The study, which was undertaken by researchers at Kanazawa University and the Japan Agency for Medical Research and Development, expands upon research which began in 1982 that reported a link between chronic gastritis and stomach bacterium Helicobacter pylori, triggering a flurry of research into this newly-identified pathogen.

These studies made it clear that in addition to its involvement in gastritis, H. pylori was a significant factor in the development of both peptic ulcers and gastric cancer. But while the link between the bacterium and disease was clear-cut, exactly how H. pylori caused gastric tumours remained the subject of much debate.

Now, four decades later, the link has finally been explained. 

“We previously showed that tumour necrosis factor alpha (TNF-α), a cytokine that causes inflammation, promotes gastric tumour formation by activating a protein called NOXO1,” said lead author of the study Dr Kanae Echizen. “What we didn’t know was exactly how NOXO1 induces tumour formation in the stomach.”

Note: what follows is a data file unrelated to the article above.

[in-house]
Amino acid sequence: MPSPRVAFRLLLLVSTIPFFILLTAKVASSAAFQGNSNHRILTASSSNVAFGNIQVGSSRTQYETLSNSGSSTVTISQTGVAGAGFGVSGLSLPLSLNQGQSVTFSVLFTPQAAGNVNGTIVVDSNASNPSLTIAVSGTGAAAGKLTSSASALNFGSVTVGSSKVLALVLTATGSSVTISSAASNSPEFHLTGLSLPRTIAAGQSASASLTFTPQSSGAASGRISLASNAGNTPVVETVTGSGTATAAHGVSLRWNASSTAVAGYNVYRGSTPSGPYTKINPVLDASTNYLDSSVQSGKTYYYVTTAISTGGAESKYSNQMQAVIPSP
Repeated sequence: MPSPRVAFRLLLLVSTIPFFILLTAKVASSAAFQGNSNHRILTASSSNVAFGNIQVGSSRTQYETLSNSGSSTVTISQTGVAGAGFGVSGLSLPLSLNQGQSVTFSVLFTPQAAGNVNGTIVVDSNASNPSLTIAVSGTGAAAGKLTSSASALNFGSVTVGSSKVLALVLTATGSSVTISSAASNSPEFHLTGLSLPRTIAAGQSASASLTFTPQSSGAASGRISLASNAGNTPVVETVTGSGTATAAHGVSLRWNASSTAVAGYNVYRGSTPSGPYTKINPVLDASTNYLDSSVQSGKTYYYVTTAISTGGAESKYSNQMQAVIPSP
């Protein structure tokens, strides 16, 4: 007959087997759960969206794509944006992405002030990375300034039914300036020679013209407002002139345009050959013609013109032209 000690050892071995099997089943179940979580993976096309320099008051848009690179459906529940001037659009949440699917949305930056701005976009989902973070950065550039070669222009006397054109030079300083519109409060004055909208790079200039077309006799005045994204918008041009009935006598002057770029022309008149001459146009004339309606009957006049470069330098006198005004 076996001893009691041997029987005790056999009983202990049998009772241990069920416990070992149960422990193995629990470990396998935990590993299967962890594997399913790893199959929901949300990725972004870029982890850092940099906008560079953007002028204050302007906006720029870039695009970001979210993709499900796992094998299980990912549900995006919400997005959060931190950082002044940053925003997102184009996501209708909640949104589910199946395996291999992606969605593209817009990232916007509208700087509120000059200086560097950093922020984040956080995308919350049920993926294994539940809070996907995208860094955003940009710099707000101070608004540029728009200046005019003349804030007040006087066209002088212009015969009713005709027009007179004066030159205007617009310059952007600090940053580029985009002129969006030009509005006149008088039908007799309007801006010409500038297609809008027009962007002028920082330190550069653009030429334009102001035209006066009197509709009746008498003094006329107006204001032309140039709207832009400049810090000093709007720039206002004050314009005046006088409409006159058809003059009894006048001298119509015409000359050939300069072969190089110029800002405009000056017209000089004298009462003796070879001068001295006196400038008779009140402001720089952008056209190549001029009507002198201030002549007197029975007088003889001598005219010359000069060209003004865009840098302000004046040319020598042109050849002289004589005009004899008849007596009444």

NOXO1 is a component of the NOX1 complex, which produces tissue-damaging molecules called reactive oxygen species (ROS). This can result in mutations in the DNA of stomach cells, leading to tumour formation. Inflammation caused by H. pylori infection also produces ROS, increasing oxidative stress in the stomach.

The researchers showed that inflammation caused excess production of NOX1-complex proteins in response to signals from NF-κB, a regulatory protein that turns on genes to combat stress or bacterial infection, and which is a major player in the inflammatory response. They also found that NOX1/ROS signalling caused gastric epithelial stem cells to multiply uncontrollably, resulting in tumour formation.

Knowing this, the researchers used a drug to suppress the activity of the NOX1 complex, which halted the growth of gastric cancer cells. Even more excitingly, disruption of NOXO1 in a mouse gastritis model stopped the proliferation of epithelial stem cells.